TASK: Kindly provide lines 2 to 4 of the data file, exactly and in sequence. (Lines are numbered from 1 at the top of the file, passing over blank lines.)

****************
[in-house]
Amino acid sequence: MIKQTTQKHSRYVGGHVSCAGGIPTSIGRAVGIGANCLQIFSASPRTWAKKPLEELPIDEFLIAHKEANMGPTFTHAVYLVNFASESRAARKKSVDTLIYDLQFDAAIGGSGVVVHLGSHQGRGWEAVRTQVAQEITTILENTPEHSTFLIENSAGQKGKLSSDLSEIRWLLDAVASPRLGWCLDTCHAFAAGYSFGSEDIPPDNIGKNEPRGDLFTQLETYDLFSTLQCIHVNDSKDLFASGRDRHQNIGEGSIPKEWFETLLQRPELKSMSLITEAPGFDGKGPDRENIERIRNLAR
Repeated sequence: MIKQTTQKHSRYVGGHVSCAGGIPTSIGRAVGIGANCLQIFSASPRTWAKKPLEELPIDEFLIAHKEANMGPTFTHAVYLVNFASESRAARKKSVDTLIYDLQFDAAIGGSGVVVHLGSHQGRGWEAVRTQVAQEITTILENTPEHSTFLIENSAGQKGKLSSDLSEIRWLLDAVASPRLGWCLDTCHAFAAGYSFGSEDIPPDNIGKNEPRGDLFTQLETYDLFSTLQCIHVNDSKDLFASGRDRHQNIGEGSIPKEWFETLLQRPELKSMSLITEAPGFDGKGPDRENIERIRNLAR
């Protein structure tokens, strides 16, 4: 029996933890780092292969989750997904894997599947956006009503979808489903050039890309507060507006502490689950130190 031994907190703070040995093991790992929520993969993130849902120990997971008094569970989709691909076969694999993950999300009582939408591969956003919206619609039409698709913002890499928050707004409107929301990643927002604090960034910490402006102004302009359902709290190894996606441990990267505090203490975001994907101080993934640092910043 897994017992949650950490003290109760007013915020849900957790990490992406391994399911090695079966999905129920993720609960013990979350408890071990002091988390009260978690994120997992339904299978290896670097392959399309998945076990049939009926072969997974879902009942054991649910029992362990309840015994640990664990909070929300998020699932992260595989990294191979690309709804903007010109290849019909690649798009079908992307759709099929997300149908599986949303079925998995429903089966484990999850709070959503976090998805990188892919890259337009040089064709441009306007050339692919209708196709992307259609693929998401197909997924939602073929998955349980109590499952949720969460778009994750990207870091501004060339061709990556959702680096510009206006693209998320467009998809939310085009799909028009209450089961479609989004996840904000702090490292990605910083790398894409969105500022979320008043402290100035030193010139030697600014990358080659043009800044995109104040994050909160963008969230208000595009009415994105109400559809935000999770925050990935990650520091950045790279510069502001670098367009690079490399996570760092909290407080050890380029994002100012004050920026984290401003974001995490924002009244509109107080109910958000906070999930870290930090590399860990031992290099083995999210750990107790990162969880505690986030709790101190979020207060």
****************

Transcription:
Amino acid sequence: MIKQTTQKHSRYVGGHVSCAGGIPTSIGRAVGIGANCLQIFSASPRTWAKKPLEELPIDEFLIAHKEANMGPTFTHAVYLVNFASESRAARKKSVDTLIYDLQFDAAIGGSGVVVHLGSHQGRGWEAVRTQVAQEITTILENTPEHSTFLIENSAGQKGKLSSDLSEIRWLLDAVASPRLGWCLDTCHAFAAGYSFGSEDIPPDNIGKNEPRGDLFTQLETYDLFSTLQCIHVNDSKDLFASGRDRHQNIGEGSIPKEWFETLLQRPELKSMSLITEAPGFDGKGPDRENIERIRNLAR
Repeated sequence: MIKQTTQKHSRYVGGHVSCAGGIPTSIGRAVGIGANCLQIFSASPRTWAKKPLEELPIDEFLIAHKEANMGPTFTHAVYLVNFASESRAARKKSVDTLIYDLQFDAAIGGSGVVVHLGSHQGRGWEAVRTQVAQEITTILENTPEHSTFLIENSAGQKGKLSSDLSEIRWLLDAVASPRLGWCLDTCHAFAAGYSFGSEDIPPDNIGKNEPRGDLFTQLETYDLFSTLQCIHVNDSKDLFASGRDRHQNIGEGSIPKEWFETLLQRPELKSMSLITEAPGFDGKGPDRENIERIRNLAR
């Protein structure tokens, strides 16, 4: 029996933890780092292969989750997904894997599947956006009503979808489903050039890309507060507006502490689950130190 031994907190703070040995093991790992929520993969993130849902120990997971008094569970989709691909076969694999993950999300009582939408591969956003919206619609039409698709913002890499928050707004409107929301990643927002604090960034910490402006102004302009359902709290190894996606441990990267505090203490975001994907101080993934640092910043 897994017992949650950490003290109760007013915020849900957790990490992406391994399911090695079966999905129920993720609960013990979350408890071990002091988390009260978690994120997992339904299978290896670097392959399309998945076990049939009926072969997974879902009942054991649910029992362990309840015994640990664990909070929300998020699932992260595989990294191979690309709804903007010109290849019909690649798009079908992307759709099929997300149908599986949303079925998995429903089966484990999850709070959503976090998805990188892919890259337009040089064709441009306007050339692919209708196709992307259609693929998401197909997924939602073929998955349980109590499952949720969460778009994750990207870091501004060339061709990556959702680096510009206006693209998320467009998809939310085009799909028009209450089961479609989004996840904000702090490292990605910083790398894409969105500022979320008043402290100035030193010139030697600014990358080659043009800044995109104040994050909160963008969230208000595009009415994105109400559809935000999770925050990935990650520091950045790279510069502001670098367009690079490399996570760092909290407080050890380029994002100012004050920026984290401003974001995490924002009244509109107080109910958000906070999930870290930090590399860990031992290099083995999210750990107790990162969880505690986030709790101190979020207060």